Breaking Borders: Sarajevo Pictures
Journalist Mariana van Zeller and acclaimed chef Michael Voltaggio travel to Sarajevo, the capital of Bosnia and Herzegovnia, to understand how 3 ethnic groups — the Serbs, Croats and Bosniaks — coexist among the ghosts of a fatal past.
Sarajevo City LineMichael Voltaggio and Mariana van Zeller listen as local guide/fixer Sabina Niksic explains the significance of the Sarajevo city line that separates the east from the west in Bosnia and Herzegovina. 960 1280
Sarajevo's Varied ReligionsFrom this spot, anyone can see a temple, a mosque and a church, which shows the varied religious groups existing within a small radius in Sarajevo. Related Video: People and Culture of Sarajevo 960 1280
"Sniper Alley"A view of "Sniper Alley," where Bosnian Serbs hid in the tall buildings, shooting anyone that walked down the city's commonly used street. Women, children, public servants and United Nations peacekeepers were all reported to have been killed by sniper fire between 1992 and 1995. 960 1280
ShawarmaDelicious Middle Eastern spices are infused into either lamb, chicken, turkey, beef or veal, and then the meat is slow-cooked for nearly 24 hours to create shawarma. The most popular ways to eat shawarma are in a gyro or with flatbread (aka taboon bread). Find shawarma at countless places in Jerusalem, including Hamarosh and Moshiko. 960 1280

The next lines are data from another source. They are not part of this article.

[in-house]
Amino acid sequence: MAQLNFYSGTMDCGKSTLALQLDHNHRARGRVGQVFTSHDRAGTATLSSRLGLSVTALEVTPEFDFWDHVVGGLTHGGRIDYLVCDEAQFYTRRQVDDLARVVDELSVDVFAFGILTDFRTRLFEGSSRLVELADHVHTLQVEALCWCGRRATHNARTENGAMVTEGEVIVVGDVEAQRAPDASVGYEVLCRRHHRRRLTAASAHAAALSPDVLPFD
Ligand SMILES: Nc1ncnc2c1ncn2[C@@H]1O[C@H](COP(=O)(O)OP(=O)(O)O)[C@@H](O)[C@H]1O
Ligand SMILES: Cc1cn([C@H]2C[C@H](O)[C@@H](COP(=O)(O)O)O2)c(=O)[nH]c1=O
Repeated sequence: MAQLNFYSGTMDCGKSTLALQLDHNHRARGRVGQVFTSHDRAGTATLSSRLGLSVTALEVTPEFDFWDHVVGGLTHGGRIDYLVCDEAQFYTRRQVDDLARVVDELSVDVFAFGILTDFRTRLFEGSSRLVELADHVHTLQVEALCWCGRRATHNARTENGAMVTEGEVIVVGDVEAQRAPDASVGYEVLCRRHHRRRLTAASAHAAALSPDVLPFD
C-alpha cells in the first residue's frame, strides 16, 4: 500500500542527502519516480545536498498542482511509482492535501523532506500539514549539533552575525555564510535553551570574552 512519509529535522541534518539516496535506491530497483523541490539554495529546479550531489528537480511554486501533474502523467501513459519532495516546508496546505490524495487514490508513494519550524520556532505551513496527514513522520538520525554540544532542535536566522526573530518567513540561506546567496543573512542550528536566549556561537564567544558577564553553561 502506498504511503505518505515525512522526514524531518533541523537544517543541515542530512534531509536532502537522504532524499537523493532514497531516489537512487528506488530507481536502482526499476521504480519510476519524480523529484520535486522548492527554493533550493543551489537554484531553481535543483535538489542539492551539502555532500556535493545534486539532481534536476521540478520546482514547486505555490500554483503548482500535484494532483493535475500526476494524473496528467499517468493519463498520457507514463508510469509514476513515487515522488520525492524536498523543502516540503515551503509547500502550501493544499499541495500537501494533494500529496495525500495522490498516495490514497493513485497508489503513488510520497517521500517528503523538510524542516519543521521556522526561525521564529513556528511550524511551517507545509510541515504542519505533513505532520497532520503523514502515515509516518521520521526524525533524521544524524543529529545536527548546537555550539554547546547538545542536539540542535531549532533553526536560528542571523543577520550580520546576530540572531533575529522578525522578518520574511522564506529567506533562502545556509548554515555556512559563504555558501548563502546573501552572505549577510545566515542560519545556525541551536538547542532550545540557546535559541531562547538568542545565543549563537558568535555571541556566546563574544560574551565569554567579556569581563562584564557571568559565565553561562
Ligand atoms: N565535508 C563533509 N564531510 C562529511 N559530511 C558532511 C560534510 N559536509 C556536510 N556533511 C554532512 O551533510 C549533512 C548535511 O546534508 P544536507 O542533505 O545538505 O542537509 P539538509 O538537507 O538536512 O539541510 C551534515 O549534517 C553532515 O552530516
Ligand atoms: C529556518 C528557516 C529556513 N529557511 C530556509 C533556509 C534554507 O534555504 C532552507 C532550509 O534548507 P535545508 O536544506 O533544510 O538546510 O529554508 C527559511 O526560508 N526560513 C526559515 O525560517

FalafelThe falafel, made of fava beans and/or chickpeas (aka garbanzo beans), is extremely good and healthy. It's normally topped with a variety of ingredients, including tahini, cucumbers, tomatoes and more. Almost always sold alongside shawarma, falafel has found its way to the West, quickly becoming a go-to for a quick meal in large cities such as New York City and Washington, D.C. 960 1280
RugelachThis gem is made of yeast-leavened, sour cream or cream cheese dough that’s filled with some of the sweetest combinations around: raisins, walnuts, cinnamon, chocolate, marzipan, poppy seeds or fruit preserves. When in Jerusalem, try rugelach at the popular Marzipan Bakery. 960 1280
A tasty treat similar to its Italian cousin, the pretzel, beigeleh (or ka'ak in Arabic) is rolled-up dough covered in sesame seeds and served with an herb packet of za'atar for dipping. Beigeleh is sold on the streets in the Christian and Muslim quarters of Jerusalem's Old City.
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MusakhanIncredible flavors, along with a tasty bird, top a piece of taboon bread for musakhan. Cardamom, black pepper, olive oil and onions — to name a few of the ingredients — make this dish very tasty. Enjoy it from vendors in the Muslim Quarter or at Philadelphia Restaurant in East Jerusalem. 960 1280
HummusUsually served with taboon bread, hummus consists of ground chickpeas (aka garbanzo beans) with sesame seeds, olive oil, lemon and garlic. The Middle Eastern staple comes with almost every dish. New twists on traditional hummus include adding eggplant, sun-dried tomatoes, figs, spinach, feta and countless other combinations. 960 1280
SachlabSachlab, a pudding-drink made from a certain orchid plant, is served hot and enjoyed with coconut shavings, nuts and cinnamon. If you're up for trying something new, sample sachlab at the 24-hour Mifgash HaSheikh café. 960 1280
Served a variety of ways (e.g., shawarma), lamb is a staple meat in Jerusalem. Enjoy it slow-cooked at Darna, a fine-dining Moroccan restaurant in Jerusalem.
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